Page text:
out he proceeded to go crazy and sat at the table, not eating and talking crazy for 36 hours. I took him back to the emergency room where he gave me his confession. He was convinced that Jesus was calling him to heaven
to be by his side for eternity. Weeks later he said I saved his life and bought me a car. Albert lived another year and then died shortly after his 89th birthday.
I took a road trip
and encountered an ice storm in Ohio. At Exit 85 a woman lost control of her car and spun across the median. A semi hit her and broke her car in two. The front half came towards me and I swerved into the median to miss
it. The semi lost control and slid into the median almost crushing me as we both slid into oncoming traffic. I hit a car and totaled mine. Nobody was injured. I stood there in the snow and realized that I was alone for
the first time in 25 years. I made it to Washington anyway. On Inauguration Day, Chuck and I walked through 1.2 million people to see Barack Obama become the President of the United States.
In Birmingham the artist Lonnie Holley showed me the 16th
St. Baptist Church. We ate soul food at Magic City Grille and then I bought him a flash card for his digital camera so he could document all his junk. I met Diane in Jackson, Mississippi and we went to New Orleans, where, after a long night of jazz and exploration, we saw a guy walking with his pony. One night Diane got sad and stalked back to the hotel in anger. Later I found the hallway door mysteriously locked and thought she might have killed herself. I stood under the balcony, like Stanley Kowalski, begging Diane to let me in and finally smashed through the door to find her snoring sweetly in the big bed, with earplugs.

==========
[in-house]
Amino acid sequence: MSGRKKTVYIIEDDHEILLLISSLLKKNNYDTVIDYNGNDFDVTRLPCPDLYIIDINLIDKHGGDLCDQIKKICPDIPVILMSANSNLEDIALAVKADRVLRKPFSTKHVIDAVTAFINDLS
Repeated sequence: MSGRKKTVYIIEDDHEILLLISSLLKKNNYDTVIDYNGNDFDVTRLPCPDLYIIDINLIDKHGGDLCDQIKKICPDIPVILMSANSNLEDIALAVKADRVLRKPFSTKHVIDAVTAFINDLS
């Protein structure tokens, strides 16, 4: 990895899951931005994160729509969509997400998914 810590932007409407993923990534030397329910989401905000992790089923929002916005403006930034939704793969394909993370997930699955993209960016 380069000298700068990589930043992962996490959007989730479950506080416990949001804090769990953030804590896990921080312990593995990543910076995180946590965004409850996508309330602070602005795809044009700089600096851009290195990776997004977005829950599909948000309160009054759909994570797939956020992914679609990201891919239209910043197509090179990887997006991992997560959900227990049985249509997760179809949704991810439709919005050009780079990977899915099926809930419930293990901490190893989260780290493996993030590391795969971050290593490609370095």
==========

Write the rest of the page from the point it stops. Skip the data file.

New Mexico Is The Center Of The Universe
Jennifer had buffalo sauce on her lips when we met. She introduced me to her dog and then fell through a window. The first time she drove my car I made her take a
remote muddy road through the Sangre de Cristo foothills during a rainstorm, which she did without getting stuck. One day Jennifer and I hiked to Pueblo Alto from Chaco Canyon. We overestimated the daylight and found
ourselves sometimes running the last two miles in order to scurry down the cliff before it got too dark to do so. Jennifer is afraid of the dark.
I watched my Step-dad Albert take his last breath and die in a hospital